Most World War II fighter pilots will agree with me, they’ll say, “The bomber guys were the bravest and the toughest.” Much the same thing, the 303rd Bomb Group Hell’s Angels saw action through most of the war. They were one of the early bomb groups. They weren’t as famous as some of the other bomb groups although they had some tremendous accomplishments. Again, they had a real strong bomb group association, a real strong archivist, a lot of material for me to work with and they shared readily.

Heather:              Now you’ve got a new book. What’s the name of that book, and what’s it about?

Jay:                        This book is called, “Vanished Hero: The Life War, and Mysterious Disappearance of America’s World War II Strafing King.” It’s a book about Elwyn G. Righetti. He was a fighter pilot during the war. He actually earned his wings before America entered the war and was immediately made a flight instructor. It was part of the effort that turned the United States Army Air Forces from about 25,000 men to 2.5 million men.  He was promoted very quickly and was a lieutenant colonel by the time he was 27.  He was given more and more important postings within the training command. The whole time, he wanted to go to combat. Because he was so good at his training job, he was kept there in the training command.

Finally, towards the end of the war in the fall of 1944, he was sent to England and joined the 55th Fighter Group which was flying P-51 Mustangs, and quickly established himself as a very aggressive, talented fighter pilot. He became an aerial ace, and earned 7.5 aerial victories during the time of the war when a lot of fighter pilots never even saw a German aircraft airborne.  He was aggressive in terms of finding things to shoot up on the ground, lots of locomotives, anything valuable to the Germans, almost to the point of recklessness. In that short period he became a squadron commander and then the group commander, and became the leading ground strafing ace. He destroyed 27 aircraft on the crowd.

He was shot down on the group’s second-to-last mission in April of 1945 and crash landed. He had been shooting up an enemy airfield. He called out over the radio, “I’m fine. I think I may have broken my nose but otherwise, I’m okay. Let the family know I’m okay. I’ll see you in a couple weeks when this is all over,” and was never heard from again. The supposition is that he was probably captured and lynched by German civilians. No trace of him has ever been found. There’s never been anyone who has come forward to offer any evidence of what happened to him. It’s a really interesting story.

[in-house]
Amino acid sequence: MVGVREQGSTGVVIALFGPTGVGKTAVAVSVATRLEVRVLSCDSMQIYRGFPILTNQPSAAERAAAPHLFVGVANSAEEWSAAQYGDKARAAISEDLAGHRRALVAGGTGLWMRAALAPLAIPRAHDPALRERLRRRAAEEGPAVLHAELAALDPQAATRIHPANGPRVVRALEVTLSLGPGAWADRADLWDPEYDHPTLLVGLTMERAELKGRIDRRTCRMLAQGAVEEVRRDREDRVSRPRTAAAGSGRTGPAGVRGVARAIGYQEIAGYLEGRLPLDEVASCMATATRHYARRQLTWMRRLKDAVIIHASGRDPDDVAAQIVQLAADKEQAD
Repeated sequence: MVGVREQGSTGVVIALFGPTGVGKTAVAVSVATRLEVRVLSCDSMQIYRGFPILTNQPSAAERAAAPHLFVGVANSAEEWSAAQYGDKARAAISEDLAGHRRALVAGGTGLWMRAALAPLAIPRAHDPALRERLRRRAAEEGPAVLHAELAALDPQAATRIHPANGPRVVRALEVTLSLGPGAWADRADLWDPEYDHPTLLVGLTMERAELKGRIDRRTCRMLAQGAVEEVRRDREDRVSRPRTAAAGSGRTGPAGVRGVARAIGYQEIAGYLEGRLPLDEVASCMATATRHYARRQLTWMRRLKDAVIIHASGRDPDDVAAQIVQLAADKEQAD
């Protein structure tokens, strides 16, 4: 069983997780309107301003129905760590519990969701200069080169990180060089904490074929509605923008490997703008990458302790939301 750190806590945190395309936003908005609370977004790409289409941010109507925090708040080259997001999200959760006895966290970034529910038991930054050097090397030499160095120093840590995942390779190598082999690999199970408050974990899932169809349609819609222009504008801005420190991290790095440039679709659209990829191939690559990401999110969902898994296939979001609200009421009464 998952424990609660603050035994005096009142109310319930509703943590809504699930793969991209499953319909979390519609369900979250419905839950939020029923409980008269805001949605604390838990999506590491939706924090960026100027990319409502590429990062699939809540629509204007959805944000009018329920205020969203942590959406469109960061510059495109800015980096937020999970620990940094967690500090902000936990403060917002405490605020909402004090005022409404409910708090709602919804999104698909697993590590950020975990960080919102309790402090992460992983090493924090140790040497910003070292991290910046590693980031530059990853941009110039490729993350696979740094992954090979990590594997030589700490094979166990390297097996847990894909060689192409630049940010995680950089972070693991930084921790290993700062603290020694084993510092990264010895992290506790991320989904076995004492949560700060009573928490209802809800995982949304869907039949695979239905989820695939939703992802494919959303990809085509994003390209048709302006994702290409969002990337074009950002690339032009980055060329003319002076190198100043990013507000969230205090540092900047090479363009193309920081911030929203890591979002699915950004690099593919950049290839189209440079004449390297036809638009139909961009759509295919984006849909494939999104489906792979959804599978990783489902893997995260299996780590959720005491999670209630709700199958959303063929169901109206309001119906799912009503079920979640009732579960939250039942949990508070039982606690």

Heather:              How did you get involved with the story?

Jay:                        I was approached by a researcher who was collecting material on the Righetti story. He was diagnosed with cancer. Based on what he had read, he believed I was the best choice to write a book about Righetti. He was really hopeful that I would take the project on. I agreed to do so. He sent me cartons of material. Sadly, he passed away before I finished the manuscript.

At first, I felt compelled to write the story. But as I got more and more into the story, I found that it was one of the most interesting books I’ve done as well as one of the most difficult books I’ve ever done.

Heather:              What was so difficult?

Jay:                        Much of the book revolves around the letters that the family wrote back and forth. I felt that I got to know him pretty well, along with his family. When he was lost, I felt some sense of loss myself. Certainly, nothing that the family endured. I also felt really bad for the family. It was heartbreaking.

Heather:              I think the heart of a really good book is that it’s personal.

Jay:                        I think that’s something the reader will identify with.  They’ll see his personality right away and the personality of his family.

Heather:              What was surprising when you did the research on this book?

Jay:                        It was surprising that I connected so much with him and his family.  I’m surprised at how much the death of somebody who passed away or disappeared more than 70 years ago now still has effects. He has a sister who’s still alive. I know that she’s affected. His daughter is still alive. She misses having a father and so do his nephews miss having an uncle. There was a hole left in the family and there’s still vestiges of that hole even after all this time.

Heather:              Is there anything else you’d like to say about the book?

Jay:                        One thing. When there’s a close family connection, although I didn’t share every word with them, there were parts of the manuscript that I asked them to review and check. They only saw very small portion of the book. In the end, I really hope they like it. I hope they’re gratified by the work and the effort that went into it.

Heather:              Thanks so much for your time, Jay.

Jay:                        Very good. Thanks, Heather.